Don’t get me wrong – McGarry’s characters have valid, realistic obstacles and conflicts to contend with. It was just something about the execution that didn’t work for me. It felt too overwrought, too obvious, too overwhelmingly angsty for me to really engage with the story. The treatment of several of the (abundant) issues fell flat for me – it read more like an grab for an emotional reaction than a really nuanced discussion of serious topics like mental illness and abuse.
On a scale of Elkeles (Chain Reaction) to Echols (Going Too Far), Pushing The Limits falls somewhere in the middle for me. There’s probably a time when I would have adored this book, and I can honestly see why others love it, but it was a problematic book for me on a few levels. The lack of subtlety for one (which is probably just a personal taste thing), and the reliance on over-used clichés for another. I feel like I’ve met all of these characters before, I’ve heard the same bad-boy meets former popular girl angst too many times before.
(Also, Noah’s repeated use of expressions like “siren”, “nymph” and “seductress” produced more snort-laughs than swoons from me. For example:"A ghost of that siren smile graced her lips as she tilted her head closer to mine, creating the undeniable pull of the sailor lost at sea to the beautiful goddess calling him home." If that quote just made you melt, go read this book immediately. However if, like me, you just stifled a pterodactyl-like screech of hysteria, this book might not really set your loins on fire. )
I still don’t know what the colour of trouble is, but the colour of this book is beige. An inoffensive enough shade, but one I feel completely indiffe...more I still don’t know what the colour of trouble is, but the colour of this book is beige. An inoffensive enough shade, but one I feel completely indifferent to which does not make for easy reviewing. I can’t get enthusiastic about beige. Or even ranty about it. Beige is… boring.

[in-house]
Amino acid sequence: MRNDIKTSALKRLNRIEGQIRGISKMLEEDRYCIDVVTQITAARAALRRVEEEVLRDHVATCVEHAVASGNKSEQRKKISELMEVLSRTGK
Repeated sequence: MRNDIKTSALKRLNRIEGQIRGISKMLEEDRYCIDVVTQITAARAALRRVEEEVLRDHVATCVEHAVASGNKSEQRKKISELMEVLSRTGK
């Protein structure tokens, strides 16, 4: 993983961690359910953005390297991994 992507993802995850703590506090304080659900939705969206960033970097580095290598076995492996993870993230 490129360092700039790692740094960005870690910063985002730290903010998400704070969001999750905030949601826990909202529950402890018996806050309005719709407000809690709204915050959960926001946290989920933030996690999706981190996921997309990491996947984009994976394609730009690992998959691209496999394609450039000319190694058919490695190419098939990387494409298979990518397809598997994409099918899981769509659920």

Maddy is a fifteen-year-old artist set on notoriety. She’s already painting, making clothes, skip-diving, and running a small business with her best friend Darcy – but it isn’t enough. Maddy wants to make waves. So when she finds a rare, seemingly discarded painting on throw-out day, she hatches a plan to make a name for herself in the art world. Of course, there’s always a downside to notoriety.
I love creative, artistic characters in YA.. but this is no Graffiti Moon. My biggest gripe about The Colour of Trouble is that it so obviously reads like an adult writing about teenagers. There is an awkward disconnect in the dialogue and the characterisation that makes the author’s presence in the novel all too apparent. I couldn’t fully immerse myself in the story or care about the characters because I couldn’t ignore how wooden it all felt.
If you’re after a laundry list of things the “quintessential” (cough) creative teen would be into though, you’ll find it here: Frankie, Moleskine notebooks, skip-diving, etsy, tumblr, busking, urban art, shirts with lilies painted on them… (apparently). This is part of the reason the book didn’t work for me – the references don’t feel organic - I felt like I was tripping over them where they stuck out from the story.
The writing itself is serviceable but not really remarkable. There’s a lot of telling rather than showing, especially in terms of the characters’ emotions, which gives the story a bit of a detached, stilted feel. I feel like there was a real missed opportunity in terms of Maddy’s synaesthesia, which goes largely unexplored and under utilised in the writing. Instead, we get awkwardly inserted mini info dumps, making for some pretty dry dialogue:
”…I can’t stop thinking about that colonial painter we learned about in class who did all the forging.” “Joseph Lycett?” “Yeah, what a guy. He was sent over as a convict for forging money and ended up being one of the most famous early painters.”
Did you enjoy that little bit of Australian art trivia? You’re welcome. Frankly it that conversation nearly put me to sleep.
Perhaps I’m being a little hard on this book, which some might find an endearing and fun lower YA read. Yet I can’t help but feel frustrated that The Colour of Trouble missed a great opportunity here. (less)